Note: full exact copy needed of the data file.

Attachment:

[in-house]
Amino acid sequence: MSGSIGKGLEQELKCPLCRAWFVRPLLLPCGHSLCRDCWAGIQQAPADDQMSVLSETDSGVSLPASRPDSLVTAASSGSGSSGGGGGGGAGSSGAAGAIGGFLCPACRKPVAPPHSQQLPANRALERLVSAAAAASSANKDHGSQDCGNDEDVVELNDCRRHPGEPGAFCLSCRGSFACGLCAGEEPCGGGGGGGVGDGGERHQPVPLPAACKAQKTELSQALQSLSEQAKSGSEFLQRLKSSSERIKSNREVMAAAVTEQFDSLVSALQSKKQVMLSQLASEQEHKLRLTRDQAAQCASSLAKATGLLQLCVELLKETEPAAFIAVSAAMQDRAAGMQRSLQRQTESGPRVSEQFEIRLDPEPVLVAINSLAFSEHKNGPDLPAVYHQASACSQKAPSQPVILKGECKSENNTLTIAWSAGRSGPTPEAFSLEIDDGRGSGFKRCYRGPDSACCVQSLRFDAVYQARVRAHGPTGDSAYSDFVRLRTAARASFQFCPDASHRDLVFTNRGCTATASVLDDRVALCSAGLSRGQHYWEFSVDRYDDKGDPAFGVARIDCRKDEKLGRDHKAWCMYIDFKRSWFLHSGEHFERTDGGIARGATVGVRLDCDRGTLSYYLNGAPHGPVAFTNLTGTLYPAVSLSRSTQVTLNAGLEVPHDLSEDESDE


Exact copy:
[in-house]
Amino acid sequence: MSGSIGKGLEQELKCPLCRAWFVRPLLLPCGHSLCRDCWAGIQQAPADDQMSVLSETDSGVSLPASRPDSLVTAASSGSGSSGGGGGGGAGSSGAAGAIGGFLCPACRKPVAPPHSQQLPANRALERLVSAAAAASSANKDHGSQDCGNDEDVVELNDCRRHPGEPGAFCLSCRGSFACGLCAGEEPCGGGGGGGVGDGGERHQPVPLPAACKAQKTELSQALQSLSEQAKSGSEFLQRLKSSSERIKSNREVMAAAVTEQFDSLVSALQSKKQVMLSQLASEQEHKLRLTRDQAAQCASSLAKATGLLQLCVELLKETEPAAFIAVSAAMQDRAAGMQRSLQRQTESGPRVSEQFEIRLDPEPVLVAINSLAFSEHKNGPDLPAVYHQASACSQKAPSQPVILKGECKSENNTLTIAWSAGRSGPTPEAFSLEIDDGRGSGFKRCYRGPDSACCVQSLRFDAVYQARVRAHGPTGDSAYSDFVRLRTAARASFQFCPDASHRDLVFTNRGCTATASVLDDRVALCSAGLSRGQHYWEFSVDRYDDKGDPAFGVARIDCRKDEKLGRDHKAWCMYIDFKRSWFLHSGEHFERTDGGIARGATVGVRLDCDRGTLSYYLNGAPHGPVAFTNLTGTLYPAVSLSRSTQVTLNAGLEVPHDLSEDESDE